No Match for Toms in Match Play

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Once you got past all the rah-rah stuff about LSUs David Toms and Floridas Chris DiMarco being buddies and good-natured rivals because of their respective backgrounds in the Southeastern Conference, the real meaning of what happened Sunday at La Costa becomes clear:
 
The 38-year-old Toms may be our countrys best match play golfer.
 
And by the way, on Sunday SEC stood more relevantly for Securities and Exchange Commission after Toms banked $1.3 million for boatracing DiMarco, 6 and 5, in the finals of the WGC-Accenture Match Play.
 
Toms is now 18-5 in this event. Only Tiger Woods at 21-4 has a better mark. But Toms is relentless. He has the perfect match play temperament. He hits fairways and greens and makes putts.
 
His 2-and-1 victory over Aussie Adam Scott, the hottest player in the field until that match, probably represented the highest quality golf all week. Steadily, Toms made five birdies, 12 pars and never flinched in the face of Scotts distance superiority off the tee. Eventually all of this wore Scott down mentally.
 
We saw this same sort of thing from Toms in the 2002 Ryder Cup singles match against the voluble Sergio Garcia. Garcia was full of hiss and vinegar and antics. Toms was full of game. When they got to the drivable par-4 10th, Garcia went for the green from the tee and left himself a very difficult second. Toms laid back, wedged it in close, made the putt and walked quietly to the next tee with one more hole to the good in his back pocket.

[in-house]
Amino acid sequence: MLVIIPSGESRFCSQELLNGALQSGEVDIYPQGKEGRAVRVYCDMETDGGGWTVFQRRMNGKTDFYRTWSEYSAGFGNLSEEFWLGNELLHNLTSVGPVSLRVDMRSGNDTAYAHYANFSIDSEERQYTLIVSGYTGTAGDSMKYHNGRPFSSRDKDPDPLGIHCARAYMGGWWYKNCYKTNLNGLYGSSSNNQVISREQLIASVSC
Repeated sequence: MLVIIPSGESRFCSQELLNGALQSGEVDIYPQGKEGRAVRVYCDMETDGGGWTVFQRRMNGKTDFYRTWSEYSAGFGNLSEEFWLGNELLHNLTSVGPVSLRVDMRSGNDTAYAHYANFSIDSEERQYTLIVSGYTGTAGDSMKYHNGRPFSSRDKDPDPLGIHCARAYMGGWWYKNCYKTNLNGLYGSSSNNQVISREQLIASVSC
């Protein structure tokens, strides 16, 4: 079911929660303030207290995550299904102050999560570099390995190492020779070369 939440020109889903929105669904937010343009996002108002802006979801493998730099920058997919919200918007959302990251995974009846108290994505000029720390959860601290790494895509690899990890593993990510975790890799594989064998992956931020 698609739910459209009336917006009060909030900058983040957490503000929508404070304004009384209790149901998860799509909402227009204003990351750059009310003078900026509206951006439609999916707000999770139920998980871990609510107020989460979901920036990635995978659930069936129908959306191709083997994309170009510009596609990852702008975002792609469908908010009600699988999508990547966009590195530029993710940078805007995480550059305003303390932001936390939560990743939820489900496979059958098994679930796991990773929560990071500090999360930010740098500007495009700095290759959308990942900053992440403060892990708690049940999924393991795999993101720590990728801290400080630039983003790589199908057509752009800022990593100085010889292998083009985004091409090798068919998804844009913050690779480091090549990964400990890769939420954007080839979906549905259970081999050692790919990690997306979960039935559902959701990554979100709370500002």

And dont forget what Toms did to Phil Mickelson on the 72nd hole of the PGA Championship at the Atlanta Athletic Club in 2001. He laid up on the finishing hole and, as the critics sharpened their knives, he wedged from 88 yards to 12 feet, drained the putt and won his first major championship.
 
We have seen this sort of thing from Toms before.
 
Ian Poulter can be excused if he didnt believe what he was seeing in his Saturday semi-final at soggy La Costa against Toms. After squaring the match with a par on the eighth, Toms rifled a 191-yard 5-wood into the breeze on the ninth to less than 5 feet. The birdie putt gave him a lead he wouldnt relinquish.
 
But Toms was just getting warmed up. On the par-4 10th, he whistled a 123-yard 9-iron that checked up behind the hole and rolled down into the cup for an eagle. Toms followed that with another 5-wood on the 11th, this one from 234 yards that didnt stop until it was resting 2 feet from the hole.
 
Two holes. Two eagles. Poulter was done.
 
Could we have seen any of this coming?
 
Sort of.
 
At the FBR Open earlier this month, Toms finished fourth despite four double bogeys in 72 holes. He arrived at this event eager after a two-week break. And with the wet, heavy conditions, being fresh on the weekend was paramount.
 
So, yeah, if I was Tom Lehman and needed to know -- right now -- who my singles ace was, I would have a hard time not penciling in David Toms even ahead of -- risking heresy here -- Tiger Woods.
 
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